college cheating scandal

We've all heard the breaking news: children of celebrities and uber-rich parents are cutting the line to get into elite colleges and universities. This has come in forms of payments to admissions officers and coaches, fake student-athlete profiles, falsified or inflated scores on the ACT/SAT, and more. Whether you're a senior in high school trying to get into college, already in college and worked incredibly hard to get there, or a parent of either type of student who is watching or has watched your child struggle for admission, you're probably outraged by this. Originally, when I first heard the news, I, too, was outraged. I thought to myself, "all that time and work I devoted to challenging classes in high school, extra summer courses, and the SAT, all while some kids get to just walk into these schools without lifting a finger?" Okay, yes. But, my perspective has changed, and it is much more productive than my original thoughts.

I hate to pull the "look where they are now" card, but, it is most appropriate for this case. Not only are the parents involved in this scandal facing huge fines and jail time, but they're also taking hard hits to their reputation and career. The same goes for their children. Some of the kids are also famous for who knows what, but are already facing backlash in the media for this kind of scamming. That will be difficult for them to recover from as well. Additionally, judging by the reactions to the fraud on and around college campuses, it is not crazy to think that most of them will not return to their schools. That concept might offer a slight sense of justice restoration.

Furthermore, let's assess what the actions taken really say about the students and their families. In my opinion, the parents who did this behind their child's back are more despicable than the ones who had the whole family in on the job. Imagine how deceived the students feel if they didn't know this was happening until about two weeks ago when the rest of America found out. For the parents who did this on their own, what does that say about the faith they have in their child? Something that I found particularly striking was that one father in the case was quoted explaining that, after all the money and scamming, he hoped his child would be inspired to make use of his life. I'm sorry, but isn't that a sick thing to say about your own child? I don't know about you, but I'll take a family who supports me and believes in me over a purchased spot in college any day.

Quite honestly, I feel bad for these students. Regardless of the name-brand school or the fame and fortune, I feel bad that they don't know what it's like earning something such as a college acceptance on their own. I know that I speak for many college students when I say that getting accepted to colleges on my own merit and work ethic was the most gratifying feeling of my life thus far. Spin this concept any way you want, but that feeling is truly priceless, and those students missed out on it.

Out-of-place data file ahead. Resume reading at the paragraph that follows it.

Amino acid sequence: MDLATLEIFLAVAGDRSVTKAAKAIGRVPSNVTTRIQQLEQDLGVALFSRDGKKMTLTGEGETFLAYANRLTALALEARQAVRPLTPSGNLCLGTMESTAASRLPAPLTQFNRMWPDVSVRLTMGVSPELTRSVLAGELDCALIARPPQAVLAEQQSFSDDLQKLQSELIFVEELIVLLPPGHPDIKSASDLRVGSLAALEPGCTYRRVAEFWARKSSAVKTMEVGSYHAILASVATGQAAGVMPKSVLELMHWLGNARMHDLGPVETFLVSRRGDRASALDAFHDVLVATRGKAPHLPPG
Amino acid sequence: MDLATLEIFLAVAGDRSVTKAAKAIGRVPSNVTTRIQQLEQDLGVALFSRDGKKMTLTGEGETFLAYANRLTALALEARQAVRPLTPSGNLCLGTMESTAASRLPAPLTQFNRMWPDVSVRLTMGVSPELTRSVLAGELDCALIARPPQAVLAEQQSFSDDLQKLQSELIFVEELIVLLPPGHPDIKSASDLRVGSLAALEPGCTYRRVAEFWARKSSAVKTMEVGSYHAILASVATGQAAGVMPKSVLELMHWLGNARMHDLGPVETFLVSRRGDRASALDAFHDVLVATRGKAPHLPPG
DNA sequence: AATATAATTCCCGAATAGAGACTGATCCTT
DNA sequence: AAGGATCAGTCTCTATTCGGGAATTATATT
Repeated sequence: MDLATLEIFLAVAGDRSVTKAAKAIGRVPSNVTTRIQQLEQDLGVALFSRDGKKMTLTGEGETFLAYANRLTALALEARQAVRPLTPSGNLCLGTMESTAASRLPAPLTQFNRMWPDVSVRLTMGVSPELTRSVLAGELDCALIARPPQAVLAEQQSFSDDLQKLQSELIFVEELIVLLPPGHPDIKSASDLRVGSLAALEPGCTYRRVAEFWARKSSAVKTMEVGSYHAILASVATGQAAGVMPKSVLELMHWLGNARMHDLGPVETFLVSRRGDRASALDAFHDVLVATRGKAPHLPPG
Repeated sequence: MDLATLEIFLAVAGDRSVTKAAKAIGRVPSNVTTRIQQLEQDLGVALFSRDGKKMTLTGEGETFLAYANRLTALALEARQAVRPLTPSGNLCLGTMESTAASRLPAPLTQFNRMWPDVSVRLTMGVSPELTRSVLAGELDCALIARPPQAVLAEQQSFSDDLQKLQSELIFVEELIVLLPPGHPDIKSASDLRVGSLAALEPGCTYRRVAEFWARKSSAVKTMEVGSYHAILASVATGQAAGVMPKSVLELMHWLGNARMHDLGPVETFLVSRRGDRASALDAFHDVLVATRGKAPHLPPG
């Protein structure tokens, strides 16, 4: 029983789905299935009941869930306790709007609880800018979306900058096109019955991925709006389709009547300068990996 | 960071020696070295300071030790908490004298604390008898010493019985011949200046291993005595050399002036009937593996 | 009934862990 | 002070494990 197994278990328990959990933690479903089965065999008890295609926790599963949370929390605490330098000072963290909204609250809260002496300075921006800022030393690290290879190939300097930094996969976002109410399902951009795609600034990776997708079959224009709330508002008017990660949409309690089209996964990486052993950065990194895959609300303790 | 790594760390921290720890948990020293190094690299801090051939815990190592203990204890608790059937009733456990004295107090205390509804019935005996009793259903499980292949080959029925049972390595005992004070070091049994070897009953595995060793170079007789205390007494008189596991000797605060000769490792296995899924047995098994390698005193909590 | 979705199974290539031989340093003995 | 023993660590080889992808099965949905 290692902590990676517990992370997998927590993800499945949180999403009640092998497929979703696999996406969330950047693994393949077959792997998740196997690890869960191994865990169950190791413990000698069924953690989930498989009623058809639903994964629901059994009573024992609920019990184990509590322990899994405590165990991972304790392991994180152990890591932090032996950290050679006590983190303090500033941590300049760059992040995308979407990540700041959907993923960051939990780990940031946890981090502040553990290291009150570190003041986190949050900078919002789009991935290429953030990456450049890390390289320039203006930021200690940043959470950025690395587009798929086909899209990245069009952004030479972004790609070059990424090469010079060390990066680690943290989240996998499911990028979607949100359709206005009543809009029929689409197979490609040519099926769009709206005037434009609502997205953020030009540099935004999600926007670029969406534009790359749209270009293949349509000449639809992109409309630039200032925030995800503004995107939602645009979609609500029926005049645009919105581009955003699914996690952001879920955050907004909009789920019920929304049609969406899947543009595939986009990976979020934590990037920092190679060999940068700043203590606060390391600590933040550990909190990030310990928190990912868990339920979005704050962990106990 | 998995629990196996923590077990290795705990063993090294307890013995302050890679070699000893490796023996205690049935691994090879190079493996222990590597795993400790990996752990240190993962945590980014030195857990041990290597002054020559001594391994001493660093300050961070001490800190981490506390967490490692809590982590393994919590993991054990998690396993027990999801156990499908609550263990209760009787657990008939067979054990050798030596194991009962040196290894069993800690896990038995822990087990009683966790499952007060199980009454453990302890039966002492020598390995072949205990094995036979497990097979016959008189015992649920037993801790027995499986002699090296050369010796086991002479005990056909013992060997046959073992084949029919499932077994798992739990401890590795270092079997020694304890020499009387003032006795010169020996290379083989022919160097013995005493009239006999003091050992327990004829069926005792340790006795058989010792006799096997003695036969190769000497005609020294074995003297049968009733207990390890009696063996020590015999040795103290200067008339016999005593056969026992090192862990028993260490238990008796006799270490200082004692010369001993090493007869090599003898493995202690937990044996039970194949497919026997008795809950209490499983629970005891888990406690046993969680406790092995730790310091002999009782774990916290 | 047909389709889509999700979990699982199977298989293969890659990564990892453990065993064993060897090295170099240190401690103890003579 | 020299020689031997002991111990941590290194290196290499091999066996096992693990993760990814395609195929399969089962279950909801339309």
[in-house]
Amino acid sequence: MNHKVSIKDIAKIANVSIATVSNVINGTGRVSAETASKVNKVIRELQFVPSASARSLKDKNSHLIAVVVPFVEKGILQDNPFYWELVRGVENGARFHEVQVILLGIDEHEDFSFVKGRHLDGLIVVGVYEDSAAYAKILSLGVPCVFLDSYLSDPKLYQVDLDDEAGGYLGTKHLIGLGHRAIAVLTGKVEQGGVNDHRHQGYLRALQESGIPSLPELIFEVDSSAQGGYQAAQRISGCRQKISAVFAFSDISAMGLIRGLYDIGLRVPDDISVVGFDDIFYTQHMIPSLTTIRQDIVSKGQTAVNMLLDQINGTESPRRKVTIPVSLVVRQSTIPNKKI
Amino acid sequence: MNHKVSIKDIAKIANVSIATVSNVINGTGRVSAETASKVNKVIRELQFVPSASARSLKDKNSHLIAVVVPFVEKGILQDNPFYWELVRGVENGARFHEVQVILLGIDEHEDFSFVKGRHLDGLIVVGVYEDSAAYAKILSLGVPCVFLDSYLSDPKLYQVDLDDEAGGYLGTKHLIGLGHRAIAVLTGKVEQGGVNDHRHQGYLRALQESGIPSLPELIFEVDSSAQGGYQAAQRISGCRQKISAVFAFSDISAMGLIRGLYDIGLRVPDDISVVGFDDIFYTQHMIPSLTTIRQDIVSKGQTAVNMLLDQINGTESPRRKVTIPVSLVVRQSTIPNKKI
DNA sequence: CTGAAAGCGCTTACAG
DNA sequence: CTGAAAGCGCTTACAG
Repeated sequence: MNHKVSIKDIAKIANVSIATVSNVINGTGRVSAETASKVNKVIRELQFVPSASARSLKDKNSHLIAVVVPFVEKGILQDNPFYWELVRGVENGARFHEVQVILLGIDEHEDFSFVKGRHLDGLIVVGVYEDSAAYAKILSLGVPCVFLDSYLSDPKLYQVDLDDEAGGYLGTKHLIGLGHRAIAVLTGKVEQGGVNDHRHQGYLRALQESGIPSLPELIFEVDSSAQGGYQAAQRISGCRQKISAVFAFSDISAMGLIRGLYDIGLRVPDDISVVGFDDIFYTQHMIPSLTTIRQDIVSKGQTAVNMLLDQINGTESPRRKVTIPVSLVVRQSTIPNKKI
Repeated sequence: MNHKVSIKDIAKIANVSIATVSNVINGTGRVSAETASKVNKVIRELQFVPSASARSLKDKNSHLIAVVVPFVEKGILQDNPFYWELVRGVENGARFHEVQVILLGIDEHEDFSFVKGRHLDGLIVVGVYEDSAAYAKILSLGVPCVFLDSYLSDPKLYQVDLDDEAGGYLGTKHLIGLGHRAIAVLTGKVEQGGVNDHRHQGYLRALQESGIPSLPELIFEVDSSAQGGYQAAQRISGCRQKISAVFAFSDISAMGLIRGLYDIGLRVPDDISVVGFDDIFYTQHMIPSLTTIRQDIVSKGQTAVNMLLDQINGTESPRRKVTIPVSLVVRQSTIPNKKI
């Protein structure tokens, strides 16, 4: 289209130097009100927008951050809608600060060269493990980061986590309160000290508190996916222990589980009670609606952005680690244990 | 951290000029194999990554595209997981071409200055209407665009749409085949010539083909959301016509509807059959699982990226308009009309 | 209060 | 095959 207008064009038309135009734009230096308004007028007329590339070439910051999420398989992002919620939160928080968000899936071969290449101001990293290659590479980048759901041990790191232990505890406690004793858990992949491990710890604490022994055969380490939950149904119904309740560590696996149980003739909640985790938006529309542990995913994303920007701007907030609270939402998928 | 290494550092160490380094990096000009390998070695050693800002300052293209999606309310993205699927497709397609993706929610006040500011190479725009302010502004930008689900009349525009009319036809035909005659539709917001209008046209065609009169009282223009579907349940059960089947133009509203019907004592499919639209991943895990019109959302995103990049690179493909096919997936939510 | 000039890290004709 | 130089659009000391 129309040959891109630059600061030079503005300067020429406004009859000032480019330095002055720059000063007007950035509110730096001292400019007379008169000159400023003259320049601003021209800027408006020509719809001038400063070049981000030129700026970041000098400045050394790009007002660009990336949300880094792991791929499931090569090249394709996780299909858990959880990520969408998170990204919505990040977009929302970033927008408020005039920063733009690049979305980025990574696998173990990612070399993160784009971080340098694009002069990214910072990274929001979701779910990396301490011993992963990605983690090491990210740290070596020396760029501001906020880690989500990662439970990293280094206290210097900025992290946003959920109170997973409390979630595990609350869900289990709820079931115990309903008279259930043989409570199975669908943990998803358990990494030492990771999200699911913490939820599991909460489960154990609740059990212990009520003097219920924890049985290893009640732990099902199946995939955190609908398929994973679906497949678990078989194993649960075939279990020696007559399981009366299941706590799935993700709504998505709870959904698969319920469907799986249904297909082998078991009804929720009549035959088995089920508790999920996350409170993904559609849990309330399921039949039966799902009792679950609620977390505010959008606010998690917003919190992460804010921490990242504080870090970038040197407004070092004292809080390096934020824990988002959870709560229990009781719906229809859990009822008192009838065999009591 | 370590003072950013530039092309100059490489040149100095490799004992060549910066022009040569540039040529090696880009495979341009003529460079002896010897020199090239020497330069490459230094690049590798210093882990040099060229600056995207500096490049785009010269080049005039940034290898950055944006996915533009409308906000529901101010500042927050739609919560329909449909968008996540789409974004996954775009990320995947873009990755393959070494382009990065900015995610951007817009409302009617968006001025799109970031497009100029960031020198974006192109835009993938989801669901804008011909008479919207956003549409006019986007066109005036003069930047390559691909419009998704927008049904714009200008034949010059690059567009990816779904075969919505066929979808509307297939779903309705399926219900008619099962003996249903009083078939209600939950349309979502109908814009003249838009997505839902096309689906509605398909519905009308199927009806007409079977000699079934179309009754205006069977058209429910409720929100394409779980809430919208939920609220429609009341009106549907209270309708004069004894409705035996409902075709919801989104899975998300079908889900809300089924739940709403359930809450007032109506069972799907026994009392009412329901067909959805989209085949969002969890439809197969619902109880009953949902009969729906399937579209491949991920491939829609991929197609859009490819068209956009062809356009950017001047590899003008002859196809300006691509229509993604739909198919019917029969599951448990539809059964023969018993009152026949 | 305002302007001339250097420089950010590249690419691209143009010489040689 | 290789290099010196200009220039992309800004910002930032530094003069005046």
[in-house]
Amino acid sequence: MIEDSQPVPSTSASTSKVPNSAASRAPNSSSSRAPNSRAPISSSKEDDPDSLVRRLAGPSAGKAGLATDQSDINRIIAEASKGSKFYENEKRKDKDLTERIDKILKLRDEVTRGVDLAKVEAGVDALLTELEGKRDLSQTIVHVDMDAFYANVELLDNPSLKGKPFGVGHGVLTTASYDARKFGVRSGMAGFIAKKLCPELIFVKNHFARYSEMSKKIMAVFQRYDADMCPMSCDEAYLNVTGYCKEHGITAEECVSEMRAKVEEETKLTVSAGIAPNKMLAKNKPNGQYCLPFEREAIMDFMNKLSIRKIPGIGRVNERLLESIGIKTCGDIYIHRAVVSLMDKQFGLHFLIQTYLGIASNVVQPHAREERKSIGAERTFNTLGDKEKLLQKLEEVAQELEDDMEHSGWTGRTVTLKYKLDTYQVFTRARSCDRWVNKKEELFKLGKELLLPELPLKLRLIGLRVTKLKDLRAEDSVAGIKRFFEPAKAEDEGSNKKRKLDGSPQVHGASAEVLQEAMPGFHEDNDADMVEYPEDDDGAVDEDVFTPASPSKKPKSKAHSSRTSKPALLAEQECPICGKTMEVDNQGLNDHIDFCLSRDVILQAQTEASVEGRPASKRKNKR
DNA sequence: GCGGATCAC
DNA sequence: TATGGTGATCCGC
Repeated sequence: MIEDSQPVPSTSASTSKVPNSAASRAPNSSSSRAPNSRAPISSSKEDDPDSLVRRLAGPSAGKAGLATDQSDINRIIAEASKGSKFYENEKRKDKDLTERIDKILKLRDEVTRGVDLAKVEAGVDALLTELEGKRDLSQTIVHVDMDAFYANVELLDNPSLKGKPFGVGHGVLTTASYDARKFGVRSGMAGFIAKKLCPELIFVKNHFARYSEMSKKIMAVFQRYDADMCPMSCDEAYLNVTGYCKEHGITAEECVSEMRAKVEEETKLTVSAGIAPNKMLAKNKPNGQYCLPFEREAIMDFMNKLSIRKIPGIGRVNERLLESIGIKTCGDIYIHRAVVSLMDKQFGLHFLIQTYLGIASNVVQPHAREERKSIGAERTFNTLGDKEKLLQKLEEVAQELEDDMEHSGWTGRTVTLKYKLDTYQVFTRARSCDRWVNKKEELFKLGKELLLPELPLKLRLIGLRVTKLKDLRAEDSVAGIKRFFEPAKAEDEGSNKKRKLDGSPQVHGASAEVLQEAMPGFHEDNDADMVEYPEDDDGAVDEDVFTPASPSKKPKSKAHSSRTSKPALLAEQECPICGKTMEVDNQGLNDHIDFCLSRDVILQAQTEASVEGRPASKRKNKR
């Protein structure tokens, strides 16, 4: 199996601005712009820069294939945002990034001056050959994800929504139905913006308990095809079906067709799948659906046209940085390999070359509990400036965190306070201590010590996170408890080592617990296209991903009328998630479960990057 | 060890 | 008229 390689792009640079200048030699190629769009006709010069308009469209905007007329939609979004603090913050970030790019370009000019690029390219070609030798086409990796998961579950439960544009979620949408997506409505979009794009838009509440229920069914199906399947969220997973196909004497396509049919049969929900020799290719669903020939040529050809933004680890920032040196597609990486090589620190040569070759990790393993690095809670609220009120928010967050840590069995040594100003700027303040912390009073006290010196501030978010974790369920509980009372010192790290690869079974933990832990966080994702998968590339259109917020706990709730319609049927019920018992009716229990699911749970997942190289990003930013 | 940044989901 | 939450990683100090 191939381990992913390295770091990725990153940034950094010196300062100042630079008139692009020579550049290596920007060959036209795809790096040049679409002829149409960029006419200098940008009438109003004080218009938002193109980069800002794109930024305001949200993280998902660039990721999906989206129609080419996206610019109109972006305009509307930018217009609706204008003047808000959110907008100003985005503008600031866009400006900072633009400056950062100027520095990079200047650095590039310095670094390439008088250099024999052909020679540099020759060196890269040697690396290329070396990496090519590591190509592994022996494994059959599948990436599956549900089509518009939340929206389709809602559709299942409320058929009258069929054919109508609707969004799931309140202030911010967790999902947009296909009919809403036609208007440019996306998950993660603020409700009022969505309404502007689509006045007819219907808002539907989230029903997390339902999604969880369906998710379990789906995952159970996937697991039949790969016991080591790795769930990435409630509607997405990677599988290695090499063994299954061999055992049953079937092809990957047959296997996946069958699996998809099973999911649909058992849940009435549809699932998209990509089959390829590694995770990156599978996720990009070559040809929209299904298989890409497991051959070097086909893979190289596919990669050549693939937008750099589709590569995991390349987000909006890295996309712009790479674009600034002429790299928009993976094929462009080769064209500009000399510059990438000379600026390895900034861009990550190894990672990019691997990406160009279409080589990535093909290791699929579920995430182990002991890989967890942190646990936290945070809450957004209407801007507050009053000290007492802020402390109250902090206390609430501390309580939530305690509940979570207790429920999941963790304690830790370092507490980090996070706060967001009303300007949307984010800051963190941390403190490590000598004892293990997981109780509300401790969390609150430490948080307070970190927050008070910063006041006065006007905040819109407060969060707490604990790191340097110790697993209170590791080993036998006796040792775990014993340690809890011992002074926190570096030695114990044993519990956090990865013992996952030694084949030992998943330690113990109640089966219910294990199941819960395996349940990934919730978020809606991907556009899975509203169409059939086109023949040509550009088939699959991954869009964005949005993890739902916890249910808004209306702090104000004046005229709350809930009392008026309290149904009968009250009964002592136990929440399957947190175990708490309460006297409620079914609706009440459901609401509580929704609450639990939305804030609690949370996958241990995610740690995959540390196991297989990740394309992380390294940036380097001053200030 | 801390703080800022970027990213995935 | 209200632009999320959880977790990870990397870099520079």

I agree with the news reports when they express that the true victims are the deserving students who worked hard and got their spots taken by these people. Every hard-working student has a right to be angry. But, anger over the case will not solve much. The ideal outcome that can come from this is wide recognition that the college admissions process is practically built to collapse on itself; if that weren't the case, then something like this could not have happened so many times over again. There are a plethora of issues concerning who is/is not getting accepted to certain schools and how or why this is happening. Too many good students are getting shut out of schools they belong at because of back-door entrances and cheating. Let us be productive about the issue at hand rather than ruminating in each other's anger and use this case as an aid to bring about fairness to college admissions.

If there is any piece of advice I can offer to the hard workers who feel robbed, I'll tell you what I told myself: continue focusing on your work and your passions. Simple, perhaps even trite, but nonetheless true. Whether it is immediately obvious or not, an unbreakable work ethic will always prevail in the long run, especially over a checkbook.

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